All done: Legislature heads home after longest session

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In the final act of a record-setting 178-day legislative session, the Washington House on Friday approved $5.3 billion worth of bonds by a 63-29 vote. The bonds are needed to make a $16-year, $16 billion transportation package work.

Bills on bond issuance require a 60 percent of the House — 59 votes — to pass.

With lawmakers ready to head home almost six months after the Jan. 12 opening of the session, Friday’s speechifying was almost nonexistent.

The transportation package covers hundreds of big and small projects across Washington. The package calls for completing work on several major state transportation projects, including the state Route 520 overhaul, upgrading I-405, finishing work on state routes 509 and 167, tackling I-5 congestion at Joint Base Lewis-McChord and continuing work on a new I-395 corridor through Spokane.

Last week, the House passed an 11.9 cents per gallon gas tax increase — to be phased in across two years — to also pay for the transportation package. Most of the House “nay” votes on both the gas tax and the bonds bills came from the Republican side of the aisle.

Also Friday, the House passed 89-1 a revamped bill that provides a two-year delay in the implementation of an end-of-course biology exam as a graduation requirement.

As soon as Gov. Jay Inslee signs the measure, the bill will enable 2,000 seniors who failed the exam this year to gradate from high school. The Senate Democrats forced the Senate Republicans to allow a stripped-down version of a larger House bill overhauling testing requirements in return for providing enough votes to delay implementation of Initiative 1351. The initiative was set to impose $2 billion worth of class size reductions in Grades 4-12.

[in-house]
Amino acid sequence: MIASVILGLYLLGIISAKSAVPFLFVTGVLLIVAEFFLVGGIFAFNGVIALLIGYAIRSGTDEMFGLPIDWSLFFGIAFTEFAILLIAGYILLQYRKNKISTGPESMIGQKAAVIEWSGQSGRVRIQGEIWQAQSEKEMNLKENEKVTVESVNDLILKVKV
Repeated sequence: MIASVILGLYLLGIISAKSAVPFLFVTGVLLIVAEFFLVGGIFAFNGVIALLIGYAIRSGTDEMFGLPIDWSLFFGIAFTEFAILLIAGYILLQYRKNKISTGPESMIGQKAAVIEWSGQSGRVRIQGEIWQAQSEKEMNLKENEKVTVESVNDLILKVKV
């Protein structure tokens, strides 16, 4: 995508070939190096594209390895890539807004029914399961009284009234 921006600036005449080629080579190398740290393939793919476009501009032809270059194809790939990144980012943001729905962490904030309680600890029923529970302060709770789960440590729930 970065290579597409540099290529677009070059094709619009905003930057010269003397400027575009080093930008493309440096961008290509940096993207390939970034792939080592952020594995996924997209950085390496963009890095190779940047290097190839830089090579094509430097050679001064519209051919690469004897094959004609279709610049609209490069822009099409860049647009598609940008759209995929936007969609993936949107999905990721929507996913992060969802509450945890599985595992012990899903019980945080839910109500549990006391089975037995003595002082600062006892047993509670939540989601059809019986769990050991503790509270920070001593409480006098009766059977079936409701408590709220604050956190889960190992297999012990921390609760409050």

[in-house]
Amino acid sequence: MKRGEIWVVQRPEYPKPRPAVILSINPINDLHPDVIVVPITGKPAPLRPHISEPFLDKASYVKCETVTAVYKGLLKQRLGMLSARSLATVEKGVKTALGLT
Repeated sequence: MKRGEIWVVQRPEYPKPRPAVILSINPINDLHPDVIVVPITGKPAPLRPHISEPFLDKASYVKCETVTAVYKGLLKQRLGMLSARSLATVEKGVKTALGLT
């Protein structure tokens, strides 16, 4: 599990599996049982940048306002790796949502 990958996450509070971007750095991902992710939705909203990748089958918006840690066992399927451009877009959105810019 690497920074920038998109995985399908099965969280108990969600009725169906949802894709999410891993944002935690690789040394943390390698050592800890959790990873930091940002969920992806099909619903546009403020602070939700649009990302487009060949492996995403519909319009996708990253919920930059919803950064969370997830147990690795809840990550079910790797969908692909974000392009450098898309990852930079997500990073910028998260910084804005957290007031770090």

The House had already passed a more sweeping version of the school testing bill three times, but the Senate Republicans would not let that bill out of committee. Friday’s vote was the fourth time that the House passed the measure — albeit this time without addressing other assessment test issues.

“To the students today without that diploma, this bill today means they get that diploma,” said House Majority Leader Pat Sullivan, D-Covington.

With the House action on the bonds and testing completed, the Senate and House officially adjourned for the year at 12:25 p.m. Friday.

This story was originally posted on Friday, July 9.


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John Stang

John Stang

John Stang is a freelance writer who often covers state government and the environment. He can be reached on email at and on Twitter at @johnstang_8